Uneasy Alliances: British Muslims and Socialists since the 1950s

Shain, Farzana. 2009. Uneasy Alliances: British Muslims and Socialists since the 1950s. Journal of Communist Studies and Transition Politics, 25(1), pp. 95-109. ISSN 1352-3279 [Article]

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The recent coalition between British Muslims and socialists, formed by the Respect Party in 2004, has provoked fierce debate about the extent to which the two ideologies of Islam and communism can actually work together. Yet since the 1950s, and even before this, Muslims, initially as part of a wider Asian struggle, worked closely with socialists to campaign against social exclusion, poor working and housing conditions, racist immigration laws and violent racist attacks. These earlier alliances, involving trade unionists and Asian workers in the 1960s and 1970s and youth movement activists and socialist groups in the 1970s and 1980s, were built on a secular basis, but were also often fractious with deep-rooted racism penetrating and undermining them. Recent economic, political and social conditions have brought Islamic identities to the fore and have also created the basis for a new and controversial alliance between British Muslims and the Left.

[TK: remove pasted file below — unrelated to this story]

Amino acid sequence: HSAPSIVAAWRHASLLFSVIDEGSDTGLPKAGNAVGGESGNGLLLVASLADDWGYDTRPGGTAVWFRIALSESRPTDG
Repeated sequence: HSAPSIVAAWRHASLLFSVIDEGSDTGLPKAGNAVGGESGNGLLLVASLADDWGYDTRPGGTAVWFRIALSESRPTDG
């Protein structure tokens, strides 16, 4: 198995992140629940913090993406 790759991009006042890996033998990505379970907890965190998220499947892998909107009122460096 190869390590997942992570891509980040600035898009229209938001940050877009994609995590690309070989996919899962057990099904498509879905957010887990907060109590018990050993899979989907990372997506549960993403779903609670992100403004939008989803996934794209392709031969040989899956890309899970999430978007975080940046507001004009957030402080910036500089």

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Educational Studies


13 March 2009Published

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10 Jul 2020 10:46

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10 Jul 2020 10:46

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Yes, this version has been peer-reviewed.



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